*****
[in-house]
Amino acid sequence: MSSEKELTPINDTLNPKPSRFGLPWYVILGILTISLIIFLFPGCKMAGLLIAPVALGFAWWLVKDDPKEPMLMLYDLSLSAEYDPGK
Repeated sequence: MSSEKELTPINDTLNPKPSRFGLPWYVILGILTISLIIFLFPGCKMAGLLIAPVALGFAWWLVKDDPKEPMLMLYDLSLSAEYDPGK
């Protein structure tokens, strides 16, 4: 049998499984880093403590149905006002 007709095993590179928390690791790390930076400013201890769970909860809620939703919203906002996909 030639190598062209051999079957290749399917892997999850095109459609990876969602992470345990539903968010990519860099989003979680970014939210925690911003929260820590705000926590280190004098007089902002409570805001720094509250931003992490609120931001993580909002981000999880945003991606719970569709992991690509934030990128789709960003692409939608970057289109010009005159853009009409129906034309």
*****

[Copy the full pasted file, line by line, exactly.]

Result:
[in-house]
Amino acid sequence: MSSEKELTPINDTLNPKPSRFGLPWYVILGILTISLIIFLFPGCKMAGLLIAPVALGFAWWLVKDDPKEPMLMLYDLSLSAEYDPGK
Repeated sequence: MSSEKELTPINDTLNPKPSRFGLPWYVILGILTISLIIFLFPGCKMAGLLIAPVALGFAWWLVKDDPKEPMLMLYDLSLSAEYDPGK
């Protein structure tokens, strides 16, 4: 049998499984880093403590149905006002 007709095993590179928390690791790390930076400013201890769970909860809620939703919203906002996909 030639190598062209051999079957290749399917892997999850095109459609990876969602992470345990539903968010990519860099989003979680970014939210925690911003929260820590705000926590280190004098007089902002409570805001720094509250931003992490609120931001993580909002981000999880945003991606719970569709992991690509934030990128789709960003692409939608970057289109010009005159853009009409129906034309």